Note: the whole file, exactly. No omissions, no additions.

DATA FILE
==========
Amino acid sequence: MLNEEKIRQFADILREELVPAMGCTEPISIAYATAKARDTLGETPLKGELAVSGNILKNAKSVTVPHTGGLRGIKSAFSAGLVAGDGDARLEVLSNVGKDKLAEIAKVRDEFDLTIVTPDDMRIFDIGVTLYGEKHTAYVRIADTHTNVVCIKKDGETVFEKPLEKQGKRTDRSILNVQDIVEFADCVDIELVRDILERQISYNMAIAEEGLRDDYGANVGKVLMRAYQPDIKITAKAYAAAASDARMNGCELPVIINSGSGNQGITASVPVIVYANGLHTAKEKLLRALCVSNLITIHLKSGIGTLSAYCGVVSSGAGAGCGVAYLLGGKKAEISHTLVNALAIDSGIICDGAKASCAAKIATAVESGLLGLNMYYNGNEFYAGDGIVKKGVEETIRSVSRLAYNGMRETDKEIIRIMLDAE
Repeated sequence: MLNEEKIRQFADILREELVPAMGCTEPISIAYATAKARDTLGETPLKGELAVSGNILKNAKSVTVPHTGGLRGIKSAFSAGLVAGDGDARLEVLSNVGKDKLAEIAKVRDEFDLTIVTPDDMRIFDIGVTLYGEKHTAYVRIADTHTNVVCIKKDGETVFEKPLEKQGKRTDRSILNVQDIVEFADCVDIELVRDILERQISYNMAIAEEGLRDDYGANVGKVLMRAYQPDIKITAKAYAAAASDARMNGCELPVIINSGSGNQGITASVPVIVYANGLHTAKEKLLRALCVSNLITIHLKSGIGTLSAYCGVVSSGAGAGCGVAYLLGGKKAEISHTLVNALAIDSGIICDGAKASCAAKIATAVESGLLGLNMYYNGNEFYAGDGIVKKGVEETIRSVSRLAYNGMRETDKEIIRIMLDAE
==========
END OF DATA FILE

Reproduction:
Amino acid sequence: MLNEEKIRQFADILREELVPAMGCTEPISIAYATAKARDTLGETPLKGELAVSGNILKNAKSVTVPHTGGLRGIKSAFSAGLVAGDGDARLEVLSNVGKDKLAEIAKVRDEFDLTIVTPDDMRIFDIGVTLYGEKHTAYVRIADTHTNVVCIKKDGETVFEKPLEKQGKRTDRSILNVQDIVEFADCVDIELVRDILERQISYNMAIAEEGLRDDYGANVGKVLMRAYQPDIKITAKAYAAAASDARMNGCELPVIINSGSGNQGITASVPVIVYANGLHTAKEKLLRALCVSNLITIHLKSGIGTLSAYCGVVSSGAGAGCGVAYLLGGKKAEISHTLVNALAIDSGIICDGAKASCAAKIATAVESGLLGLNMYYNGNEFYAGDGIVKKGVEETIRSVSRLAYNGMRETDKEIIRIMLDAE
Repeated sequence: MLNEEKIRQFADILREELVPAMGCTEPISIAYATAKARDTLGETPLKGELAVSGNILKNAKSVTVPHTGGLRGIKSAFSAGLVAGDGDARLEVLSNVGKDKLAEIAKVRDEFDLTIVTPDDMRIFDIGVTLYGEKHTAYVRIADTHTNVVCIKKDGETVFEKPLEKQGKRTDRSILNVQDIVEFADCVDIELVRDILERQISYNMAIAEEGLRDDYGANVGKVLMRAYQPDIKITAKAYAAAASDARMNGCELPVIINSGSGNQGITASVPVIVYANGLHTAKEKLLRALCVSNLITIHLKSGIGTLSAYCGVVSSGAGAGCGVAYLLGGKKAEISHTLVNALAIDSGIICDGAKASCAAKIATAVESGLLGLNMYYNGNEFYAGDGIVKKGVEETIRSVSRLAYNGMRETDKEIIRIMLDAE